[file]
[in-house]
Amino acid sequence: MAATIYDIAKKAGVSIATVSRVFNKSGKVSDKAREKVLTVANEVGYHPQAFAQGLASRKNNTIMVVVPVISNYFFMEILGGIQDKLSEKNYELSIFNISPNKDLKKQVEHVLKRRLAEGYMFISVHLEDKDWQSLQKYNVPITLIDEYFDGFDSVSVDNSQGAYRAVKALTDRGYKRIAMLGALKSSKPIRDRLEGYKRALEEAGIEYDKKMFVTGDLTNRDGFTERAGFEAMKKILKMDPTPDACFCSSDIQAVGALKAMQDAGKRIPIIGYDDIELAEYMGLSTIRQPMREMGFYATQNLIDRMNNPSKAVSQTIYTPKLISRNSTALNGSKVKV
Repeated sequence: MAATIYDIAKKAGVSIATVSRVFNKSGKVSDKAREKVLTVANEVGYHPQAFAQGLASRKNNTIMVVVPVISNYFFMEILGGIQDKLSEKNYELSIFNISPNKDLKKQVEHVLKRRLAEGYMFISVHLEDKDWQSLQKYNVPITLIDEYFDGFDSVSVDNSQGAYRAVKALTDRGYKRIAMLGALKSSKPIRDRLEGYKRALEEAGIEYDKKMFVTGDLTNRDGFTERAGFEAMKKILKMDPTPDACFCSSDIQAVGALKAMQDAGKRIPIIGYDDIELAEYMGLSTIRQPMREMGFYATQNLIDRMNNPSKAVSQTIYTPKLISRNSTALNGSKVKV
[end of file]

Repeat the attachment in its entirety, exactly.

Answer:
[in-house]
Amino acid sequence: MAATIYDIAKKAGVSIATVSRVFNKSGKVSDKAREKVLTVANEVGYHPQAFAQGLASRKNNTIMVVVPVISNYFFMEILGGIQDKLSEKNYELSIFNISPNKDLKKQVEHVLKRRLAEGYMFISVHLEDKDWQSLQKYNVPITLIDEYFDGFDSVSVDNSQGAYRAVKALTDRGYKRIAMLGALKSSKPIRDRLEGYKRALEEAGIEYDKKMFVTGDLTNRDGFTERAGFEAMKKILKMDPTPDACFCSSDIQAVGALKAMQDAGKRIPIIGYDDIELAEYMGLSTIRQPMREMGFYATQNLIDRMNNPSKAVSQTIYTPKLISRNSTALNGSKVKV
Repeated sequence: MAATIYDIAKKAGVSIATVSRVFNKSGKVSDKAREKVLTVANEVGYHPQAFAQGLASRKNNTIMVVVPVISNYFFMEILGGIQDKLSEKNYELSIFNISPNKDLKKQVEHVLKRRLAEGYMFISVHLEDKDWQSLQKYNVPITLIDEYFDGFDSVSVDNSQGAYRAVKALTDRGYKRIAMLGALKSSKPIRDRLEGYKRALEEAGIEYDKKMFVTGDLTNRDGFTERAGFEAMKKILKMDPTPDACFCSSDIQAVGALKAMQDAGKRIPIIGYDDIELAEYMGLSTIRQPMREMGFYATQNLIDRMNNPSKAVSQTIYTPKLISRNSTALNGSKVKV